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Disturbing and incredibly revealing Tunisian director Nouri Bouzid's Making Of attempts to understand suicide terrorism, those who choose to become martyrs using religion as an excuse for their criminal actions. Pic's stripped of political correctness narrative goes as far as possible without becoming a nihilistic exercise of propagandizing religious fundamentalism.
Twenty-five-year-old Bahta (Lotti Abdelli) is fascinated with break dance. He spends most of his time dancing on the streets where his friends admire his talent. But the local police authorities aren't happy with Bahta's performances. They often harass the young man even though he never breaks the law. Fed up Bahta decides to leave his country. He steals his grandfather's savings hoping to purchase proper documents for his trip. Unfortunately he is cheated and forced to run away from his family. A group of religious extremists sees in Bahta a man ready to become martyr.
It has been nearly three years since I saw Hany Abu-Assad's Paradise Now (2005), a film about the last days of two suicide bombers planning to end their lives in Jerusalem. Powerful, disturbing, and simply unforgettable Paradise Now was the first film to address religious martyrdom with a degree of seriousness many found to be controversial to say the least. Then came Joseph Castelo's The War Within (2005) where we were offered a different look at the mechanics of terrorism. Preparation, execution, and justification were all addressed in a manner attempting to add some logic to the madness shown on the screen.
Making Of follows the same route. This is a film whose primary agenda is to explain how terrorism comes to exist, what forces a man to become martyr. While some will certainly find the explanation Nouri Bouzid provides questionable others will look at it with much fear and concern understanding that Making Of is anything but an unlikely scenario.
The core of Making Of also boasts the same degree of cold minimalism Paradise Now does. Aside from a few early scenes where Nouri Bouzid focuses on the main protagonist's fascination with break dance the rest of the film feels more like an analysis of religious fundamentalism than a mainstream drama, thriller, or whatever other genre you may wish to use to categorize the story.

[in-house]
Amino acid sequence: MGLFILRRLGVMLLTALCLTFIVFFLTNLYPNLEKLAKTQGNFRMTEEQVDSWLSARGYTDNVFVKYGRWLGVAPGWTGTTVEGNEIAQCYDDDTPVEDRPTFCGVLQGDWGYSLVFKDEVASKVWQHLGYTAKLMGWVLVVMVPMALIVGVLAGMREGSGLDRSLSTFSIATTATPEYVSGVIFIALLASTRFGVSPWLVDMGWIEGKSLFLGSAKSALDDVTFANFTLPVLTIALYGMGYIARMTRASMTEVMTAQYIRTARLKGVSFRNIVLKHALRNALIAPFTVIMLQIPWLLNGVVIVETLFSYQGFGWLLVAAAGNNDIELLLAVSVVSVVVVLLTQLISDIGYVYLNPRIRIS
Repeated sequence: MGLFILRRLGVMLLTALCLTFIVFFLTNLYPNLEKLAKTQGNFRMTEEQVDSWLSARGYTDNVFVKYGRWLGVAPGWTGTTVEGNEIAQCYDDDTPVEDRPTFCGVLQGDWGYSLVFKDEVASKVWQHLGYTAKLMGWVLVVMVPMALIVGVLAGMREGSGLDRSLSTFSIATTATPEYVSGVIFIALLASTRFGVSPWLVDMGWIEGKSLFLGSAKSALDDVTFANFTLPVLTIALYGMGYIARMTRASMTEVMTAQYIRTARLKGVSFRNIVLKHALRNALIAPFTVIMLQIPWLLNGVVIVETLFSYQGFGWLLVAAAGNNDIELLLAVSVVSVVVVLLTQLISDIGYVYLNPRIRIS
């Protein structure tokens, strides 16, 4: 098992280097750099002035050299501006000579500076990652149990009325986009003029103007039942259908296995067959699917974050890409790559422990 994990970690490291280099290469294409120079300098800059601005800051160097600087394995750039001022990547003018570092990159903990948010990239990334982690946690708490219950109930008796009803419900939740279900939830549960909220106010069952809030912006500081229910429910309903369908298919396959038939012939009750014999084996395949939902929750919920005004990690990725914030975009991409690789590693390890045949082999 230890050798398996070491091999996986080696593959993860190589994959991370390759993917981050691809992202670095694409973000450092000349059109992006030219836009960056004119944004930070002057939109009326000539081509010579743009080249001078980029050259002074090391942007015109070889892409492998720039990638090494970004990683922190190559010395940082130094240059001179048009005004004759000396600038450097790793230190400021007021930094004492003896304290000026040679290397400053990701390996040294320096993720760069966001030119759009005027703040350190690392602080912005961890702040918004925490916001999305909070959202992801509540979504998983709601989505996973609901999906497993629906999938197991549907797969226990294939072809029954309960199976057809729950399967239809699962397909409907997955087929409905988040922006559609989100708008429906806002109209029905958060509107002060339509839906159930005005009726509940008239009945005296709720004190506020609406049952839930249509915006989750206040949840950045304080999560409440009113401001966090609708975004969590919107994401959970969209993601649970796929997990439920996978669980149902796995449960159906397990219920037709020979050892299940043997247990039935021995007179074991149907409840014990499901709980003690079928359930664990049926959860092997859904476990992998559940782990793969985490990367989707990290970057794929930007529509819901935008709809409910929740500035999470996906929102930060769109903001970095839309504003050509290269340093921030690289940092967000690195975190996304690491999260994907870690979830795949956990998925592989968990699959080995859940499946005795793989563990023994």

What separates Making Of from every other film about suicide bombers we have seen thus far is the introduction of faux making-of segments incorporated directly into the story, hence the universal title of the film, Bahta/actor is seen arguing Nouri Bouzid about the message of his film. The effect is quite unusual and necessitating a bit of time to get used to but placed into context incredibly well thought of.
How Does the DVD Look?
Presented in an aspect ratio of 1.78 and enhanced for widescreen TVs Making Of arrives with a good transfer showing strong detail and color scheme. There is plenty of intentional grain here which grants the film with a fittingly strong grittiness (the "making-of" bits in particular look very raw and stick out as the director intended). There are also a few specks and scratches here and there but I assume that they were inherited from the master Koch Lorber Films had to work with. Furthermore, edge-enhancement was something I noticed but it was well under control and far from being an issue of concern with this transfer. Finally, this progressive print is very much in tune with what Koch Lorber Films have delivered in the past - there are moments where we have borderline "combing" patterns popping up. I don't know how exactly Koch Lorber Films transfer their prints to avoid PAL-NTSC issues but sometimes there is a mix of things happening and this release definitely has a bit of everything.
How Does the DVD Sound?
Presented with an Arabic DD 2.0 track Making Of sounds quite well. The dialog is very easy to follow and audio is well balanced throughout. I did not detect any pop-ups, hissing, etc. It is somewhat of a disappointment that this R1 disc does not offer a more elaborate sound presentation but what we have is nevertheless suitable. Optional English subtitles are provided as well.
There are two bits of supplemental material on this disc. First there is a short introduction by Peter Scarlet, Artistic Director for the Tribeca Film Festival where he explains how he encountered Making Of. Next, there is a full blown and very informative interview Mr. Scarlet conducts with Nouri Bouzid, in French with English subtitles, at the Taomina Film Festival where the director talks about his film, its message, and how it was made possible.
A revealing and above all very disturbing film about religious fundamentalism Making Of will surely leave an indelible mark amongst those who follow World Cinema closely. The R1 release by Koch Lorber Films is of good enough quality with a great interview by the director of the film Nouri Bouzid.